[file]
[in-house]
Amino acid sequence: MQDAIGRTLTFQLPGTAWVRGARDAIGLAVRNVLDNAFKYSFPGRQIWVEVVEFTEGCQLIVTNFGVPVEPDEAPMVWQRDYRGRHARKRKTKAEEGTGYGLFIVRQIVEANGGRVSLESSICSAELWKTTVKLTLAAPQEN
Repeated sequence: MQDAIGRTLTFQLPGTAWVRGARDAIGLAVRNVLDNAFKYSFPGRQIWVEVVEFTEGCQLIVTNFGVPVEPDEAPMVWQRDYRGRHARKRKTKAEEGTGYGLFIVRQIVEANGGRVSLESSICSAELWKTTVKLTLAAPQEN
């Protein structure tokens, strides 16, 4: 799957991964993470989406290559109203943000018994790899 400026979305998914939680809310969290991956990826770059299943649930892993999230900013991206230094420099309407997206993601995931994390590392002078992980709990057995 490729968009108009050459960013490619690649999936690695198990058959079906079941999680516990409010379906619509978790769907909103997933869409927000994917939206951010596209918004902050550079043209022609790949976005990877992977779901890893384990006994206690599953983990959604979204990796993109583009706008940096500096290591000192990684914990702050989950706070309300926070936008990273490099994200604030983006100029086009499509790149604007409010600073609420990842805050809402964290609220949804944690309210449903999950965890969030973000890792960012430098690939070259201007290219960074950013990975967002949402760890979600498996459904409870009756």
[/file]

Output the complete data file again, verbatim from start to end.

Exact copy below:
[in-house]
Amino acid sequence: MQDAIGRTLTFQLPGTAWVRGARDAIGLAVRNVLDNAFKYSFPGRQIWVEVVEFTEGCQLIVTNFGVPVEPDEAPMVWQRDYRGRHARKRKTKAEEGTGYGLFIVRQIVEANGGRVSLESSICSAELWKTTVKLTLAAPQEN
Repeated sequence: MQDAIGRTLTFQLPGTAWVRGARDAIGLAVRNVLDNAFKYSFPGRQIWVEVVEFTEGCQLIVTNFGVPVEPDEAPMVWQRDYRGRHARKRKTKAEEGTGYGLFIVRQIVEANGGRVSLESSICSAELWKTTVKLTLAAPQEN
């Protein structure tokens, strides 16, 4: 799957991964993470989406290559109203943000018994790899 400026979305998914939680809310969290991956990826770059299943649930892993999230900013991206230094420099309407997206993601995931994390590392002078992980709990057995 490729968009108009050459960013490619690649999936690695198990058959079906079941999680516990409010379906619509978790769907909103997933869409927000994917939206951010596209918004902050550079043209022609790949976005990877992977779901890893384990006994206690599953983990959604979204990796993109583009706008940096500096290591000192990684914990702050989950706070309300926070936008990273490099994200604030983006100029086009499509790149604007409010600073609420990842805050809402964290609220949804944690309210449903999950965890969030973000890792960012430098690939070259201007290219960074950013990975967002949402760890979600498996459904409870009756």